– the developer of one of the world’s greatest dry flies, the Klinkhåmer Special, paints a most interesting and personal picture of what fly fishing and fly tying have meant to him. Says Hans:
Not so long ago, someone unfamiliar with the sport of Fly Fishing, ask me to try to explain Fly Fishing in just one sentence. Thirty years ago I’d have needed three hours or more to explain it, but after four decades of asking myself the same question, I did not find the answer that challenging. In fact, I found the answer to be quite simple.
So simple that I only needed five words: Fly-fishing is merging with nature!
In reality anyone who participates in the sport knows firsthand that fly fishing is so much more then wetting a fly, or casting a line, or landing a fish. The real experience is fishing whilst being in perfect harmony with the wild. Fly fishing actually brought me NOT only back to nature, but also taught me how to respect and handle nature and wildlife more then ever.
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Fly fishing, and also fly tying, de-stressed me enormously from my busy army job and responsibilities in the past. It was the best medication for me to bring my mind back to peace again and it indeed worked far better than any pills, powders or drugs. The thrill of seeing a fish come up for your own-made dry fly is a feeling that pushes and forces you to f even more.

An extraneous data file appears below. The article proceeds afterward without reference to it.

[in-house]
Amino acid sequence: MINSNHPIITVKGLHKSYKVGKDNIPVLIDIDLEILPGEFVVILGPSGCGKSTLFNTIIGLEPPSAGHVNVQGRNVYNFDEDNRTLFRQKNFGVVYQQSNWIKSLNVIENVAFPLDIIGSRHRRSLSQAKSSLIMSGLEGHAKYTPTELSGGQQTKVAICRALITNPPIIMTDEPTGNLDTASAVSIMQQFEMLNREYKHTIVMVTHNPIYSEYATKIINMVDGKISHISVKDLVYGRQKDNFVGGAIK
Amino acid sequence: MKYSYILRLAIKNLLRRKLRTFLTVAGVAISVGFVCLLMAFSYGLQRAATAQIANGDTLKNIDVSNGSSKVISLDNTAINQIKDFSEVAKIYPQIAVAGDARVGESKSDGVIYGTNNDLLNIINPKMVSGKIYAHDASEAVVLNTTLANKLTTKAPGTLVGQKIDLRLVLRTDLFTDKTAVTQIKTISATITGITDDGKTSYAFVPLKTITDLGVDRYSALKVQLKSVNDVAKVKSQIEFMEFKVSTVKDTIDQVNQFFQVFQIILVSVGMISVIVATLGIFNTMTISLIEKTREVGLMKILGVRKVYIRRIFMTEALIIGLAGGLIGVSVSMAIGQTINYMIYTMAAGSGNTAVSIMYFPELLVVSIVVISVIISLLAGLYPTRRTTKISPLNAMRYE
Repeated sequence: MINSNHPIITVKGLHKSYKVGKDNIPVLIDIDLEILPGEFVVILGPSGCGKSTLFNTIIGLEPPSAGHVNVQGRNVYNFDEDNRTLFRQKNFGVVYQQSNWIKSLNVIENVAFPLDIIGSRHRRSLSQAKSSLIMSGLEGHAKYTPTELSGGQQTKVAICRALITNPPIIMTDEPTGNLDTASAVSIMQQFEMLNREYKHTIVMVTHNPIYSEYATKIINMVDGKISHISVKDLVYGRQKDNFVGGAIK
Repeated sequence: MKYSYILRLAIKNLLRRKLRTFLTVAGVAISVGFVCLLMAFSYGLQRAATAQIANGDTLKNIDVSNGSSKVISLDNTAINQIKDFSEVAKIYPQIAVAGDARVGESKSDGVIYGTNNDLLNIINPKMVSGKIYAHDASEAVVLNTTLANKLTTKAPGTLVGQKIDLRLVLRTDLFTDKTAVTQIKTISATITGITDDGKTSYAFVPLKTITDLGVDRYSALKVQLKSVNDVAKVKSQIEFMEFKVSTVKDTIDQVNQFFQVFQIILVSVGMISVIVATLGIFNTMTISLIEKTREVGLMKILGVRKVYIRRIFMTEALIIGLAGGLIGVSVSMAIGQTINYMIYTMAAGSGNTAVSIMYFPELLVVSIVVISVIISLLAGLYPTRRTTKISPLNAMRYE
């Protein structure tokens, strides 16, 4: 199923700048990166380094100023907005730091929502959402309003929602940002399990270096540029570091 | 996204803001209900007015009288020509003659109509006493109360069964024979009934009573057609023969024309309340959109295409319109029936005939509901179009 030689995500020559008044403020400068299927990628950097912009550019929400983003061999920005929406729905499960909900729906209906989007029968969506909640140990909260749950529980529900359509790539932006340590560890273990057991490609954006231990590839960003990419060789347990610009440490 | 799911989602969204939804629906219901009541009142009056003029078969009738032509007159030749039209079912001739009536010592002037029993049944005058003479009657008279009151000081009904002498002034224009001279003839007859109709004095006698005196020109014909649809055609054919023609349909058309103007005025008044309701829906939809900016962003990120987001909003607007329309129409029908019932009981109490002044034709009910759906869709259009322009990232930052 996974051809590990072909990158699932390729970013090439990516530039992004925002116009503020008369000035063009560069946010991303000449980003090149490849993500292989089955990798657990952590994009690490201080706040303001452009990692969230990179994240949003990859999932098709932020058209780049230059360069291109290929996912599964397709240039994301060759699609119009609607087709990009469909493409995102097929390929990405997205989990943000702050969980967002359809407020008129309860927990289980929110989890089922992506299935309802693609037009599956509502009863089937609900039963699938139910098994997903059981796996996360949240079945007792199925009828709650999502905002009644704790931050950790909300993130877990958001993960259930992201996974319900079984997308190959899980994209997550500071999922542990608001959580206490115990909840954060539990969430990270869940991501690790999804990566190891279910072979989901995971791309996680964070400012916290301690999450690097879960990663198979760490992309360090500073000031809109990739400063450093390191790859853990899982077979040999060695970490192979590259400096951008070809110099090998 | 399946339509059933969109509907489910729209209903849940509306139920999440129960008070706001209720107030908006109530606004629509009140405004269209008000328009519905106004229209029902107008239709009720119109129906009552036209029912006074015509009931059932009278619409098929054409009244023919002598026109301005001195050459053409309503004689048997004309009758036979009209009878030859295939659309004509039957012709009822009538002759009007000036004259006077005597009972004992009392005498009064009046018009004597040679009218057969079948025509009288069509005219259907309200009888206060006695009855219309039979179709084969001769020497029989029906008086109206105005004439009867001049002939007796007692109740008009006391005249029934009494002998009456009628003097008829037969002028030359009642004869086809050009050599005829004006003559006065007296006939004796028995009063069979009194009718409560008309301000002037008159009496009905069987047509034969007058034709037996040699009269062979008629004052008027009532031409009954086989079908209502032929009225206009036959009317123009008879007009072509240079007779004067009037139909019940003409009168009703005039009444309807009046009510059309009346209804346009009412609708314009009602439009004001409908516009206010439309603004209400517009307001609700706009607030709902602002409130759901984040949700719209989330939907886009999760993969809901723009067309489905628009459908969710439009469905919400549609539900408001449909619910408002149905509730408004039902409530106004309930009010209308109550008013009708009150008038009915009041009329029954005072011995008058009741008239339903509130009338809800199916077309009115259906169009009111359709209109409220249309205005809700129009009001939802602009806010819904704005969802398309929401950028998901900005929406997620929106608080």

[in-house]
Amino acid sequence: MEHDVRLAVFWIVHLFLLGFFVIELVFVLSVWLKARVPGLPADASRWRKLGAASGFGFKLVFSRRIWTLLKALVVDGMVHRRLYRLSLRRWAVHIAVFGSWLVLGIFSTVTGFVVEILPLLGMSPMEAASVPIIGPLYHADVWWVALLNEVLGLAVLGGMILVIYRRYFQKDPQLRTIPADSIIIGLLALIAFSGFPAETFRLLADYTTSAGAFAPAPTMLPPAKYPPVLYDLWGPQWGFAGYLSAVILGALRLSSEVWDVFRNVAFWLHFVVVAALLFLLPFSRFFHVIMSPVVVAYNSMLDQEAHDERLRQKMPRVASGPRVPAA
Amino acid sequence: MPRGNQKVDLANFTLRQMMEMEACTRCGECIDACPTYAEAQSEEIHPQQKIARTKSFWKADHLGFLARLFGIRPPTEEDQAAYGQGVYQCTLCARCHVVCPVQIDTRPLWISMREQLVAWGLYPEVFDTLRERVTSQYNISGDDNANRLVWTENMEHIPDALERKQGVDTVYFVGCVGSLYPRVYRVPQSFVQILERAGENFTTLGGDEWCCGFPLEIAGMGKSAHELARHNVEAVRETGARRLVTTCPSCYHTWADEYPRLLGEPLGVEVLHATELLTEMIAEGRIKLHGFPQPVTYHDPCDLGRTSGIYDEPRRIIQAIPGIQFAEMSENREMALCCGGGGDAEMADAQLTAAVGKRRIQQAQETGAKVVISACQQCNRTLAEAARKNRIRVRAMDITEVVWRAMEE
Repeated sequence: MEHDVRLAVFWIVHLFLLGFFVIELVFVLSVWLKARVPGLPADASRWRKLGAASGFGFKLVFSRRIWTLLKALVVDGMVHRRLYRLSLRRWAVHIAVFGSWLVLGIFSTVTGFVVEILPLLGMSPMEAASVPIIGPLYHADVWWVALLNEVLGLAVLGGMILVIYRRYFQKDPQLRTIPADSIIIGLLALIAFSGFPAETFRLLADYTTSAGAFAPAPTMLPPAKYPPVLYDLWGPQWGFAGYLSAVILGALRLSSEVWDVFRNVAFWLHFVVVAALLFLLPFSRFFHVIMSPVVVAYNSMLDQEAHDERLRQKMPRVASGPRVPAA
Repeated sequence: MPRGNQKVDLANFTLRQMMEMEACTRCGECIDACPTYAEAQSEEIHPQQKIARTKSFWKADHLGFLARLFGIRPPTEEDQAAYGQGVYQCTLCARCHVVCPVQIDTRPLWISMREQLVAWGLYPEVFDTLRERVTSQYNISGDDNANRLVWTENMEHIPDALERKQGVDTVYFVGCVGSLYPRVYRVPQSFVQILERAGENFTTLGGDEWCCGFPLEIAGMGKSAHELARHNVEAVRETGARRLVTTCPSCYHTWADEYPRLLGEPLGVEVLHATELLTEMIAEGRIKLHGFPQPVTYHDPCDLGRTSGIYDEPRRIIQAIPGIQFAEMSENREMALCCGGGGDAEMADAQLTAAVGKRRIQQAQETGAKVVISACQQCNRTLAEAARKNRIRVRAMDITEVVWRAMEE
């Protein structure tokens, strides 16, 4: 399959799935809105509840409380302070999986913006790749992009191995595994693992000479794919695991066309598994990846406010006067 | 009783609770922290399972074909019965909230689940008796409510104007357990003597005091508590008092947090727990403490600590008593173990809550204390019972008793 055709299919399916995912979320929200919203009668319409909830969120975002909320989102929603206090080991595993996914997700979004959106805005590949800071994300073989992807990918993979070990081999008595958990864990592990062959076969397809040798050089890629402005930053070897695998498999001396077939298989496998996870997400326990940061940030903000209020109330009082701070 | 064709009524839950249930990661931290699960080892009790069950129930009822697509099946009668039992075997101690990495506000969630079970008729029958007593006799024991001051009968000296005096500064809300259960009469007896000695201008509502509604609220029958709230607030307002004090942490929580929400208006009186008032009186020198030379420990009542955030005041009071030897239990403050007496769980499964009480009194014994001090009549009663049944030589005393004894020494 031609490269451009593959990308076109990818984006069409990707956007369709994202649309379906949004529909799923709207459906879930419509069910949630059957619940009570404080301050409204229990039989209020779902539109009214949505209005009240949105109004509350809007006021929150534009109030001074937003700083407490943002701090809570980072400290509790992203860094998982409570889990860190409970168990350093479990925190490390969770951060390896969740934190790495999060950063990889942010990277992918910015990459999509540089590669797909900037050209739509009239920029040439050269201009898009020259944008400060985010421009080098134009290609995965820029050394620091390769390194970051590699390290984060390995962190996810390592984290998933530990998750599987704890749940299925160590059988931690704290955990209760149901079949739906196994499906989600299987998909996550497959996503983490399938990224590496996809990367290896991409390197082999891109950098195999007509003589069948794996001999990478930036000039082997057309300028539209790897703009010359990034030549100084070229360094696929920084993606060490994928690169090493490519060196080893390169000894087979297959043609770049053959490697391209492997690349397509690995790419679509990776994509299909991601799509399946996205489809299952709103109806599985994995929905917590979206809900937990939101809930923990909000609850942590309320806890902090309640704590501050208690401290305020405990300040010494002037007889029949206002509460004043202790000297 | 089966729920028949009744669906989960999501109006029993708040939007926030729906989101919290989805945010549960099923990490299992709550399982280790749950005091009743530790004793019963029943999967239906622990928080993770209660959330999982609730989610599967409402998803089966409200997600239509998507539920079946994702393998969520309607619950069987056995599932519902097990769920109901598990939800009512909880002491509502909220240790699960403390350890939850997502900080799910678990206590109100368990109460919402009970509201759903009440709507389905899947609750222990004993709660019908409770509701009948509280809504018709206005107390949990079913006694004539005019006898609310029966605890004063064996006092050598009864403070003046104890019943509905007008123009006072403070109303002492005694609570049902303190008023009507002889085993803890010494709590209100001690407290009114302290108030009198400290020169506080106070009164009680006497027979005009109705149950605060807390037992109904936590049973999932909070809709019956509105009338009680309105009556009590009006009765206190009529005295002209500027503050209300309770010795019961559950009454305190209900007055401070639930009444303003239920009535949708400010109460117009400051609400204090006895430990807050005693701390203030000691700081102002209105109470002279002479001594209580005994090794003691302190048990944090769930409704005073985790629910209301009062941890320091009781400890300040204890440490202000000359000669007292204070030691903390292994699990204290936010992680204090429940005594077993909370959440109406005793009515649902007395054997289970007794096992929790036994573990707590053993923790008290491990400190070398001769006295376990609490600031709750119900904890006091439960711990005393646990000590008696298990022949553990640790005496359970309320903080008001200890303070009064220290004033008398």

Maybe fly fishing is an addiction or obsession for many but I don’t think it is for me, because I grab my camera or pencil as easy as my fly rod.
I also like to chat a lot with other fishermen and guides and I can watch beavers, otters, moose and caribou for hours with my fly rod just standing next to me. For me, it’s all belonging to fly fishing. Among good friends we can talk hours about flies and forget all about time, missing a good hatch is not unknown to me and that too is a part of fly fishing!
Having an enjoyable chat about trips from the past, experiences, or special fishing techniques, are common among older fly fishermen. I remember a nice situation with me and my friend and founder of the Continental Trout Conservation Fund, Rene Beaumont, when we were in Bosnia and met some other fly fishermen from Holland. We had some very pleasant talks and a nice cold beer while our ‘young’ guide was just trying to push us to get fishing again….. He simply didn’t understand our behavior.
It’s not easy to explain to a young enthusiastic fly fisherman that we ‘oldies’ can enjoy a chat, nature, wildlife as much, or sometimes even more, than actual fishing. I met a lot of interesting people on banks of the rivers and it is not strange to me that a pleasant talk and making a new friend can be the highlight of the day for me.